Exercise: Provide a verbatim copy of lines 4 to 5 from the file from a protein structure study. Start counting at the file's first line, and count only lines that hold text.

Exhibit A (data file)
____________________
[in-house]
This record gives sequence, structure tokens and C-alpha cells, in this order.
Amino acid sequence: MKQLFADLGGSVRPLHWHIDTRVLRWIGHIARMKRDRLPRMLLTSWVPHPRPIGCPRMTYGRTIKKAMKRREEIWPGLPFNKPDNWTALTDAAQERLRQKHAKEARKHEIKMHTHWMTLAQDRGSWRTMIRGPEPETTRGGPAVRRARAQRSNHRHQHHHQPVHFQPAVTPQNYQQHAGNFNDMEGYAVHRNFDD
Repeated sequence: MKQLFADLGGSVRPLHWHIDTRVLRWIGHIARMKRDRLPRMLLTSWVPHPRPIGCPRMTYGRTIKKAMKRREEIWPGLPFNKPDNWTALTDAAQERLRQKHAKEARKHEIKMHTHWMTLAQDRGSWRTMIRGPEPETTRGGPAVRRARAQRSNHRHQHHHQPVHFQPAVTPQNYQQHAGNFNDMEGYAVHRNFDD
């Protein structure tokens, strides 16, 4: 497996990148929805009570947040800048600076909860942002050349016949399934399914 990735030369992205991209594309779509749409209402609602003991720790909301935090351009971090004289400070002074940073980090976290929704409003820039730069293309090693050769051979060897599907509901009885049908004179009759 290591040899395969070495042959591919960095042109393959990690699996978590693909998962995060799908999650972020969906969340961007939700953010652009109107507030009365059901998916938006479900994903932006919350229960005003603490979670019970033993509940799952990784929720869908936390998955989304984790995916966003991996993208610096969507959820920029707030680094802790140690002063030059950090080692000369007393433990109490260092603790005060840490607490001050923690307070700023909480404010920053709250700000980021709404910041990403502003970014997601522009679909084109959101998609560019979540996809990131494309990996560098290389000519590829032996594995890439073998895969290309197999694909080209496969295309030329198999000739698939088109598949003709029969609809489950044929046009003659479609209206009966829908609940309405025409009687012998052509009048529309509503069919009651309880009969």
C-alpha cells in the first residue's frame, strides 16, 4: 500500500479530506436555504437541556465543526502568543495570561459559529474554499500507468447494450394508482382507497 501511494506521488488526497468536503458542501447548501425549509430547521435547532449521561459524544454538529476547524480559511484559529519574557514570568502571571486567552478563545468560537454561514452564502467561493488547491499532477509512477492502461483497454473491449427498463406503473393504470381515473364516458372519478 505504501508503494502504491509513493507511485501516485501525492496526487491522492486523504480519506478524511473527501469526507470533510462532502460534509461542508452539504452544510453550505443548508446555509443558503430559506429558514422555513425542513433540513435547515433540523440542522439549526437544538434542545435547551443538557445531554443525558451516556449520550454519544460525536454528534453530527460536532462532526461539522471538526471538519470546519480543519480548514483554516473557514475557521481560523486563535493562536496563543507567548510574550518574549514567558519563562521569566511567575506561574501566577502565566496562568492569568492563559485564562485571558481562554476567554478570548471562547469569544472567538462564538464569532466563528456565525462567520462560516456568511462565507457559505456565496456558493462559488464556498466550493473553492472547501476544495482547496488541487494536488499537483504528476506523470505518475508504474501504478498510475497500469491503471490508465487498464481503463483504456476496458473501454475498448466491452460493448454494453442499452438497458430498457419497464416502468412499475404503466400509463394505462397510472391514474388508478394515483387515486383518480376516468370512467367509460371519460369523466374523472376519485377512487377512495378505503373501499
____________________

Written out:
Repeated sequence: MKQLFADLGGSVRPLHWHIDTRVLRWIGHIARMKRDRLPRMLLTSWVPHPRPIGCPRMTYGRTIKKAMKRREEIWPGLPFNKPDNWTALTDAAQERLRQKHAKEARKHEIKMHTHWMTLAQDRGSWRTMIRGPEPETTRGGPAVRRARAQRSNHRHQHHHQPVHFQPAVTPQNYQQHAGNFNDMEGYAVHRNFDD
């Protein structure tokens, strides 16, 4: 497996990148929805009570947040800048600076909860942002050349016949399934399914 990735030369992205991209594309779509749409209402609602003991720790909301935090351009971090004289400070002074940073980090976290929704409003820039730069293309090693050769051979060897599907509901009885049908004179009759 290591040899395969070495042959591919960095042109393959990690699996978590693909998962995060799908999650972020969906969340961007939700953010652009109107507030009365059901998916938006479900994903932006919350229960005003603490979670019970033993509940799952990784929720869908936390998955989304984790995916966003991996993208610096969507959820920029707030680094802790140690002063030059950090080692000369007393433990109490260092603790005060840490607490001050923690307070700023909480404010920053709250700000980021709404910041990403502003970014997601522009679909084109959101998609560019979540996809990131494309990996560098290389000519590829032996594995890439073998895969290309197999694909080209496969295309030329198999000739698939088109598949003709029969609809489950044929046009003659479609209206009966829908609940309405025409009687012998052509009048529309509503069919009651309880009969």